Sitting on the southern shore of vast Lake Taupō, in the middle of the North Island, is a tremendous little fishing town - the trout fishing capital of New Zealand, no less (or is that of the world….).
Welcome to Turangi, on the banks of the Tongariro River and part of the volcanic plateau. Head here for fish, of course, but there’s also a tremendous little treasure on the banks of that river - where you’ll find some real New Zealand food delights.
The trout are there….
Lake Taupō, and its nearby rivers, sure form a trout fishing mecca. The Tongariro River, the largest and most important spawning river in the Great Lake Taupō fishing region, runs through Turangi. Its reputation is as a world-class river to fish for prime rainbow and brown trout. There’s been visits from anglers from all over the world for many decades. Apparently the Queen Mother (one famous angler) visited back in the 1920s.
So Turangi can offer the best of New Zealand trout and fly fishing.
And there’s the Tongariro National Trout Centre and hatchery nearby, to find out more about wild trout. The trout hatchery is managed by the Department of Conservation, very busy around here. And its main use is to stock the children’s fishing pond at the centre - not to stock the rivers and lakes.
But we love that the hatchery also serves an important purpose in the event of a disaster. Apparently, if a major volcanic eruption or an earthquake took place, and the trout population was in danger, the hatchery’s fish would be used to restock the rivers and lakes. Good work DOC….
A history of more
Turangi’s name comes from Maori leader Turangitukua, an important figure in the area’s early history. After many battles Turangitukua and his followers occupied land near the Tongariro River and, with several other chiefs, helped the Ngāti Tūwharetoa people become established in the Taupō region. So the major Māori hapu of the Turangi area is Ngāti Turangitukua.
The first Europeans reached the centre of the North Island in the 1830s, and in the 1850s European settlement occurred with a mission station at Pukawa. Then, at the turn of the century, Europeans settled in Turangi after trout were introduced to the lake and rivers. Fish came, settlers followed.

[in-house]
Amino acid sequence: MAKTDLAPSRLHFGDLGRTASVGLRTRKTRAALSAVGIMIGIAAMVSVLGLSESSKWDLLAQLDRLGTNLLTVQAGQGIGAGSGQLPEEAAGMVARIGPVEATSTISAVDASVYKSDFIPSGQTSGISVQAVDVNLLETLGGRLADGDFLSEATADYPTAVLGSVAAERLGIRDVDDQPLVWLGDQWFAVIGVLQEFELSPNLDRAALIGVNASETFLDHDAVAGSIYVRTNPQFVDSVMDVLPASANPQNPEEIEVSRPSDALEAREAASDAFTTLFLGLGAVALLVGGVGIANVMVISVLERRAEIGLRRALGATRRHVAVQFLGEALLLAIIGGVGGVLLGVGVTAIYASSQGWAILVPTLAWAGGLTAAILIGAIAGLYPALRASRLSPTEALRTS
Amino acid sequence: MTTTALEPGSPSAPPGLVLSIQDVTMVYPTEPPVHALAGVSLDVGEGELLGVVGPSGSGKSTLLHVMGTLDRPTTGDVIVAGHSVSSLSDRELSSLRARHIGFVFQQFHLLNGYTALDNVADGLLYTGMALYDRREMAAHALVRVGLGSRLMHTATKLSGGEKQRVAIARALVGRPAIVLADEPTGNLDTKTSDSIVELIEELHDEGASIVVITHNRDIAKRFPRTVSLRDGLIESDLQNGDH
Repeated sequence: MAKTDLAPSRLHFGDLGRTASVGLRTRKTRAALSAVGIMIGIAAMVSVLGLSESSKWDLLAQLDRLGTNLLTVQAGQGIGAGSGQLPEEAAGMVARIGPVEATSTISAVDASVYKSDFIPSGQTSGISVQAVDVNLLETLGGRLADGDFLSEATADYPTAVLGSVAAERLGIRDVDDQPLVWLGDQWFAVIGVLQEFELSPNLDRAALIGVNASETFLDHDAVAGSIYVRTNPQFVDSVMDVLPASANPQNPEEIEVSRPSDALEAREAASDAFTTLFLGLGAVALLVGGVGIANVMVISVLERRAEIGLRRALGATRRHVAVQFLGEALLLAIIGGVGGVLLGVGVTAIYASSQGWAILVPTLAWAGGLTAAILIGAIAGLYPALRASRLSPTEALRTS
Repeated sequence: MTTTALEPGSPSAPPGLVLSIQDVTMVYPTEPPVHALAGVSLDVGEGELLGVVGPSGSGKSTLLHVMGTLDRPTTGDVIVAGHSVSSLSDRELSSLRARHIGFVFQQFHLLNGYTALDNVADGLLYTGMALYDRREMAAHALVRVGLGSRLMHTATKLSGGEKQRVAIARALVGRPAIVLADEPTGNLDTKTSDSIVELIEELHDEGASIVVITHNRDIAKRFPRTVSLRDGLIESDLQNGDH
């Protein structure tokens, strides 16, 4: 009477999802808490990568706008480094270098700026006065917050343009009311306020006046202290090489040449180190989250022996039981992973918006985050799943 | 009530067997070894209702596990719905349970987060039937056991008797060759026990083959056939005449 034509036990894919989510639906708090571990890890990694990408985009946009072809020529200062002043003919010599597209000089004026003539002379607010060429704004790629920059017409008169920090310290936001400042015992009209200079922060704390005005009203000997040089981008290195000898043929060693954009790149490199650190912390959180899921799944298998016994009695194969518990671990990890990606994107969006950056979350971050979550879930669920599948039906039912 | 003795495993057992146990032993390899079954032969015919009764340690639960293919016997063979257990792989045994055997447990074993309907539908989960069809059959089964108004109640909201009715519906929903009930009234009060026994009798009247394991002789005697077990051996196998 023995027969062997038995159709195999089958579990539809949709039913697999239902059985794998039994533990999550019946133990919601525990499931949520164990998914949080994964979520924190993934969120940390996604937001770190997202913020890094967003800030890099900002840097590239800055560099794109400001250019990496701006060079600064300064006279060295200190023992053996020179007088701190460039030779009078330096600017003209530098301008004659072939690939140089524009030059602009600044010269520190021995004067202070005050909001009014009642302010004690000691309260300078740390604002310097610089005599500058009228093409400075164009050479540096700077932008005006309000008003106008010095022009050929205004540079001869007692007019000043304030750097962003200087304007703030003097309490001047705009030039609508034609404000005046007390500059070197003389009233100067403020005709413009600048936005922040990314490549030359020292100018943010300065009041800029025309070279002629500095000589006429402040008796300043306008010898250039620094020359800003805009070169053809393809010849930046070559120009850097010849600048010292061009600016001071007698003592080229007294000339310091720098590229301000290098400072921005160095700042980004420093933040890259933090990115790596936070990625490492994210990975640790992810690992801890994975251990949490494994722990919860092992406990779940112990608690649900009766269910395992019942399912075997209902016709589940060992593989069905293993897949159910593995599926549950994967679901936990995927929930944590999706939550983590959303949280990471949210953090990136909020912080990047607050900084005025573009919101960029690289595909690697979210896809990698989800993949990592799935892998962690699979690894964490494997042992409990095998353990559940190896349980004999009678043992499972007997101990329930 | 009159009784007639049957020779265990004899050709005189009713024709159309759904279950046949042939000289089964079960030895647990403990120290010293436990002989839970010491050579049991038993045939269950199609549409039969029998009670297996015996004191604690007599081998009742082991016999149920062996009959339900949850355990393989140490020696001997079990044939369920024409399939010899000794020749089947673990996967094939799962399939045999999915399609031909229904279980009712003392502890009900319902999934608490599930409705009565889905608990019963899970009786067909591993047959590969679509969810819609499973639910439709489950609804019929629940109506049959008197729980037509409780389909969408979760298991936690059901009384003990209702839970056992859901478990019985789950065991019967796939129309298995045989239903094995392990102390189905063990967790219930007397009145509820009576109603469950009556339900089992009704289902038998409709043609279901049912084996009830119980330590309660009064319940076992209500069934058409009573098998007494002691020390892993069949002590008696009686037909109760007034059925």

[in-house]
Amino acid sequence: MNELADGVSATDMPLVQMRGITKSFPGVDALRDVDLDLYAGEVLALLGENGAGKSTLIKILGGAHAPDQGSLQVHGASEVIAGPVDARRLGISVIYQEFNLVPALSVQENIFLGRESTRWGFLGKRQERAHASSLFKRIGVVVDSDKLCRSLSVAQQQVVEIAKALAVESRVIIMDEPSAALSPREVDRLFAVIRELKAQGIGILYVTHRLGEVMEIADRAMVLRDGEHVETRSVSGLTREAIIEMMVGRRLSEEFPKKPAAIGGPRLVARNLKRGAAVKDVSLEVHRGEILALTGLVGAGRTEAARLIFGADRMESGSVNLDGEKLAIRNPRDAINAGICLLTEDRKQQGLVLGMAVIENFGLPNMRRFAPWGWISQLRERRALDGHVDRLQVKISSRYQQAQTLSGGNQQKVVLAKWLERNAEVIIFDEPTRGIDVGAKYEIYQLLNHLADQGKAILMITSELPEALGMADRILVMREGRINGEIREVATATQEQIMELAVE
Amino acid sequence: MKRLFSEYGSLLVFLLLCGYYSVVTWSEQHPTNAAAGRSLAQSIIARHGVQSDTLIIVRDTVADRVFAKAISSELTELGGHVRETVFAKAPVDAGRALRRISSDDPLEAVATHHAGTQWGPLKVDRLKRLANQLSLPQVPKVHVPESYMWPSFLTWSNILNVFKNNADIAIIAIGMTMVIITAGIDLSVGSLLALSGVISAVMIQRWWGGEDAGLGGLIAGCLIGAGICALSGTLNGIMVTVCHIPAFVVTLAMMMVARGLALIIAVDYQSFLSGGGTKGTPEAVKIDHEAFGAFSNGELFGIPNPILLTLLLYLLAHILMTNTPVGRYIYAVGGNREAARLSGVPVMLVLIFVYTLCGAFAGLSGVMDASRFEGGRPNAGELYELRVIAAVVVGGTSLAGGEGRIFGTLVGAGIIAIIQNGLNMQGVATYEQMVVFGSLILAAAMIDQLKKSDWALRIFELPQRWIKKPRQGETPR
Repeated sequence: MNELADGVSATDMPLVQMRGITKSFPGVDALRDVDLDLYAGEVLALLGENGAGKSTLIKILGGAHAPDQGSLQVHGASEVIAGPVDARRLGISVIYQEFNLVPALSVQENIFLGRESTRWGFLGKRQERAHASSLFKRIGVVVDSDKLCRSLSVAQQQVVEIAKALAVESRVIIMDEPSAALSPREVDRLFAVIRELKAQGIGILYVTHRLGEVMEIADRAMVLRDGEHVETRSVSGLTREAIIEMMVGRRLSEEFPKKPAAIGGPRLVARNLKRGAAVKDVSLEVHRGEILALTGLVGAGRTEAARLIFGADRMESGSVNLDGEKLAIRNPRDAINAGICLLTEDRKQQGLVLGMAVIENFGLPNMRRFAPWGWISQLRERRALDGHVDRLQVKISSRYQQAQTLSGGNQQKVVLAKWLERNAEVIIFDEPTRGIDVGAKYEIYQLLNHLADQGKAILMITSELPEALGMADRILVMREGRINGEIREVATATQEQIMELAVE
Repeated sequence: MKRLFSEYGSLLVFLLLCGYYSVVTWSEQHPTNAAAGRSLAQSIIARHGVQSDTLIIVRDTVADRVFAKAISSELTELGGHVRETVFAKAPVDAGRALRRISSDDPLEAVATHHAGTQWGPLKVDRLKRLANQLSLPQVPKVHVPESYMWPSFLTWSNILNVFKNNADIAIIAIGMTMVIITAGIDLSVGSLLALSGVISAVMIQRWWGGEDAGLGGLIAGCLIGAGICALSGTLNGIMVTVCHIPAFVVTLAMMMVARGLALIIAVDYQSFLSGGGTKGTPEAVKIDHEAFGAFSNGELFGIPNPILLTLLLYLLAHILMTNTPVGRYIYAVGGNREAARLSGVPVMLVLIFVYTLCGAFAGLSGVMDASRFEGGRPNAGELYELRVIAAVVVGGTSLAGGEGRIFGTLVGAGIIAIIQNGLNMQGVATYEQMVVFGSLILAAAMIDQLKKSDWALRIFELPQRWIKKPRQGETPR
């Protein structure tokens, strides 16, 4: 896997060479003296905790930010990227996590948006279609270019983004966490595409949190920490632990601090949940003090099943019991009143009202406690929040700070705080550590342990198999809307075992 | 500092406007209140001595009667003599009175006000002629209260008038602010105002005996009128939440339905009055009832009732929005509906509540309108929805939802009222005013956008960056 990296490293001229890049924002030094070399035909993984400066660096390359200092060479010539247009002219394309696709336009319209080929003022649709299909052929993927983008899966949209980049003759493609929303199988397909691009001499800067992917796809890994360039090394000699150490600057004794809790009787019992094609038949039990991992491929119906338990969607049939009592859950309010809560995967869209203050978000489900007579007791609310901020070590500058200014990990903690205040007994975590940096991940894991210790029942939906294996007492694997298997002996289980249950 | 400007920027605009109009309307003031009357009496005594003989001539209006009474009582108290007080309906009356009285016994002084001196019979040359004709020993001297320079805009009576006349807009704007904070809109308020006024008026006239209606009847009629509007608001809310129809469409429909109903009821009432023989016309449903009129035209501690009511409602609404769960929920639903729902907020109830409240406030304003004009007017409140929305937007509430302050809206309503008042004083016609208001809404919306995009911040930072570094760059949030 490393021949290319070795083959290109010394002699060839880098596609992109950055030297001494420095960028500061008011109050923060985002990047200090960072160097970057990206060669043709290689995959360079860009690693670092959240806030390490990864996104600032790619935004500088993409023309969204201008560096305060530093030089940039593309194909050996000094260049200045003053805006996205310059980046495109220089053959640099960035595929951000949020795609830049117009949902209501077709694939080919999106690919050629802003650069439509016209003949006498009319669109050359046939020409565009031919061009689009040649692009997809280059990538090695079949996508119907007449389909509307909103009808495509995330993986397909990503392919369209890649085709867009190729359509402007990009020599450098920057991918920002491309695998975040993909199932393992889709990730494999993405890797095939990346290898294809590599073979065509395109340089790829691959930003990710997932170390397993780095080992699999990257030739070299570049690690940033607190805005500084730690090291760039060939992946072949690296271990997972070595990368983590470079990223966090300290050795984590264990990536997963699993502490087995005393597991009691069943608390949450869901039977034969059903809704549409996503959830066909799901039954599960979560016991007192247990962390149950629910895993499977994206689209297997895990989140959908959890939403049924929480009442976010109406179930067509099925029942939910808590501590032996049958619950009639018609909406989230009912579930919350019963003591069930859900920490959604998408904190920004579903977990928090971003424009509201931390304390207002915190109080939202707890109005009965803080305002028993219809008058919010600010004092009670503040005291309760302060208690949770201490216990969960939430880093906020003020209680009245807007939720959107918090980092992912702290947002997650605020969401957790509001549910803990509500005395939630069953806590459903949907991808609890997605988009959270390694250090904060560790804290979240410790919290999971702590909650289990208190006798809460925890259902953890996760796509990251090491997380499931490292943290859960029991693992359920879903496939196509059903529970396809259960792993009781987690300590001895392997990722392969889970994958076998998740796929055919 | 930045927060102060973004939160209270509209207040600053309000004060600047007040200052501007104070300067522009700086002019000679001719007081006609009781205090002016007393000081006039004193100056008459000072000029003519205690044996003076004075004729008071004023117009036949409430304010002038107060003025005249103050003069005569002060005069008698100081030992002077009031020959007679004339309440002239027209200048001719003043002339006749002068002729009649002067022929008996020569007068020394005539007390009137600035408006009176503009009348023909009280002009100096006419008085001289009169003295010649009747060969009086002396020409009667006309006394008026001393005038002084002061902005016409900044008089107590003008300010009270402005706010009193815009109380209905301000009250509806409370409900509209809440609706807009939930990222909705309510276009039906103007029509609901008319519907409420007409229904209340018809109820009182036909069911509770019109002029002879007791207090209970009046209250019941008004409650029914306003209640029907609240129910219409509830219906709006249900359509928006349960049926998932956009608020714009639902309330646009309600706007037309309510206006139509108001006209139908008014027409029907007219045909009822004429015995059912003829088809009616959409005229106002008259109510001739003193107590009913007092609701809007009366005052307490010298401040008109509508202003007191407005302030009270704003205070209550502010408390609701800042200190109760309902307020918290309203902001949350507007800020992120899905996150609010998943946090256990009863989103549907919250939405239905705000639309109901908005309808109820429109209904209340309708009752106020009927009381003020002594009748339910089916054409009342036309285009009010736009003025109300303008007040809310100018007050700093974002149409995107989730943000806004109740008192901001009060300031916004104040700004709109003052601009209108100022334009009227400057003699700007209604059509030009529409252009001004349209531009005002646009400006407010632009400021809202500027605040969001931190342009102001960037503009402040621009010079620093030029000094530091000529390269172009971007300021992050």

Turangi remained a quiet fishing village, until the 1960s, when the growing demand for hydropower brought change. The Tongariro hydro-electric power development project began, and the building of a new town, for the project workers and families.
And enjoy those food treasures
But back to those trout, and the fish around here.
What could be better, when in the region of trout, than to find an historic fly fishing tackle shop, selling freshwater fishing tackle, licences and flies - and a terrific cafe attached, with fresh food baked right there. Try the famous brioche, the chicken leek and bacon pie (delicious), or the notorious hangover pie (we never did…).
Then how could you leave Turangi without some of that world famous (in New Zealand) trout, and smoked trout to boot. We hope the fish are running for you, or at least that you find a friendly fisher-person to share the catch. So then you can try a summer salad treat. For our Turangi-inspired smoked fish and tomato salad idea, click here.
And for more….
So enjoy food treasures from Turangi, and the wider Taupō region. And for more on what to find and enjoy on North Island travels, explore food treasures on our North Island Food Travel Guide app - click here. You’ll find delightful coffee stops and eateries, artisan producers, and a whole lot more….